Equatorial Skate, Raja equatorialis
The Equitorial Skate, Raja equatorialis, whose common Spanish name is raya ecuatorial, is a species in the family Rajidae, the Skates, known as rayas in Mexico. Globally, there are thirty two species in the genus Raja, of which eight are found in Mexican waters, three in the Atlantic and five in the Pacific.
The Equatorial Skates are shaped as large flattened rhomboid discs that include the head, body, and pectoral fins. They have a pointed head and pointed “wings”. They have a light-brown back and a white underside and the edges of the disc are pale. Their snout and spines are translucent. Their head features large spiracles behind the eyes and a rigid snout. The front edge of the disc can be straight or convex. The disc length and width are similar, whereas the tail is approximately 57% of the disc length. They have two dorsal fins at the rear of their tail and no caudal fin. Their pelvic fins have two distinct lobes with the rear lobe being the largest. The disc is covered with small, thin, oval based spines without grooves. They have one row of thorns from the nape of the neck along the back of the disc to the tail, another row on each side of the tail, a row inside and before the eyes, and four or five short rows on the edges of the disc opposite the eyes; these thorns make them truly lethal.
The Equatorial Skates are found over sandy bottoms at depths between 60 and 600 feet. They reach a maximum length of 1 meter (39 inches). They consume shrimp, polychaete worms, and small benthic fish. In Mexican waters they are found from Guerrero Negro to Cabo San Lucas along the Pacific side of the Baja, in the southern 70% of the Sea of Cortez, and along the coast of the mainland south to Guatemala. They are oviparous and lay large eggs in black or dark green leathery shells, known as Mermaid’s Purses, which have an oblong outline with a hollow tendril at each corner used to attach to marine objects. They are produced in pairs with each case containing up to seven embryos. This species is fairly rare and has a limited distribution. Very little is known about their behavioral patterns.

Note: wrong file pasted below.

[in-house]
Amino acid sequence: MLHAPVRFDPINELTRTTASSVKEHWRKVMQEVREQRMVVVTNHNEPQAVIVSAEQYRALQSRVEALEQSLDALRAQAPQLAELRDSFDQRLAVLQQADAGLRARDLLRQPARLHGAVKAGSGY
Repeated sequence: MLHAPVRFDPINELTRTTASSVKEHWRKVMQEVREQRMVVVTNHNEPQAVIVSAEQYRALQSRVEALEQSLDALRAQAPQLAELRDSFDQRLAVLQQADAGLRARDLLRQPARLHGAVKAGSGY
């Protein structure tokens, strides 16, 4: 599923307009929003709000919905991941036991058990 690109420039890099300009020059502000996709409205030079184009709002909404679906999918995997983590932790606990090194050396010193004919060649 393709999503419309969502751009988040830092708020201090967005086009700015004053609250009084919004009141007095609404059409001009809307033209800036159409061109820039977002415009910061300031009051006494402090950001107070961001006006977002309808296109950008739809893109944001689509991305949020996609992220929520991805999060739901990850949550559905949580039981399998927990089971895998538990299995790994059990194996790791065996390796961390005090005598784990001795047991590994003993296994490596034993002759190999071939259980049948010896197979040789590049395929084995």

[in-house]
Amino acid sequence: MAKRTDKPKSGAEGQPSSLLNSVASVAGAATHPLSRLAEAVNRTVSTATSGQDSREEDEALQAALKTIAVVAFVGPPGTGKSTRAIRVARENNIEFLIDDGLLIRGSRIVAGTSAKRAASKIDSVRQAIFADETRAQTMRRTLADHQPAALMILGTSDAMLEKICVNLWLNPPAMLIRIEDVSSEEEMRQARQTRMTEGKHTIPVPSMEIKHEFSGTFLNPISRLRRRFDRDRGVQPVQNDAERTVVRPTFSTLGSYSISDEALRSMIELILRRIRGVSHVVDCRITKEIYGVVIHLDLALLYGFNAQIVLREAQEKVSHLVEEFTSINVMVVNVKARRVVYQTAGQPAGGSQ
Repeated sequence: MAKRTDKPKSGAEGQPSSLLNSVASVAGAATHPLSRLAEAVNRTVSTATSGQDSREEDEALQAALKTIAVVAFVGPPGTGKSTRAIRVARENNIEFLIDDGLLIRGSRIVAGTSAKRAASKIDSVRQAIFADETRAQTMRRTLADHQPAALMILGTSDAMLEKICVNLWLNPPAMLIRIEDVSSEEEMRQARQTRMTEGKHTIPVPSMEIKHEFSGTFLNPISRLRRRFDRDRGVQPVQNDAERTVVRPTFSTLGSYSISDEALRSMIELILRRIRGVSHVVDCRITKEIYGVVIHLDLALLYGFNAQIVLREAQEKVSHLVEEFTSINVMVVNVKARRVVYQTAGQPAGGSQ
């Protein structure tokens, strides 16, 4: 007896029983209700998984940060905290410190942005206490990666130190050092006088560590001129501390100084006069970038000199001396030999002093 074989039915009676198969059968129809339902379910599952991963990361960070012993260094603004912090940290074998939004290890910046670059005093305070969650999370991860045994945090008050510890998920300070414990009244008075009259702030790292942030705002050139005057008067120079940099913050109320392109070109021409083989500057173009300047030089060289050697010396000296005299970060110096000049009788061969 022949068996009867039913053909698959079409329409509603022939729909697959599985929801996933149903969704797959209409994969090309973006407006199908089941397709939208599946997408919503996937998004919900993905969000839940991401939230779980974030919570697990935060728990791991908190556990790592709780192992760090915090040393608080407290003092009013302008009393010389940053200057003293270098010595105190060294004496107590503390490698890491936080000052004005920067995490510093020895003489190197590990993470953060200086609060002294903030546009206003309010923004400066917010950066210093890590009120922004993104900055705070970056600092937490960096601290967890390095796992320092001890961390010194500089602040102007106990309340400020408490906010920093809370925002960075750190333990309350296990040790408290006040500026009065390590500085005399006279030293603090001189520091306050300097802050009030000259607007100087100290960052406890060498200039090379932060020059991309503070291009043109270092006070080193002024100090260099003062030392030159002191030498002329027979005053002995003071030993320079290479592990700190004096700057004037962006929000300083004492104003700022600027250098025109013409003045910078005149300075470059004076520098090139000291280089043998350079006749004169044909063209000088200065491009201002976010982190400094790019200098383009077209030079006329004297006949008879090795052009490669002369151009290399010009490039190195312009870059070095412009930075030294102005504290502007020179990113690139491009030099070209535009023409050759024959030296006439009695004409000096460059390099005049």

The Equatorial Skate can be confused with the California Skate, Raja inornata (one row of tail thorns; no thorns on edges of pectoral fins) and the Rasptail Skate, Raja velezi (large thorns on tail; two ocelli spots on back).
The Equatorial Skates are taken primarily as a by-catch of deep water shrimp trawls and by shark fishermen on hook and line. They are rare and not considered an important commercial species but are an excellent food fish and sold predominantly in fish tacos.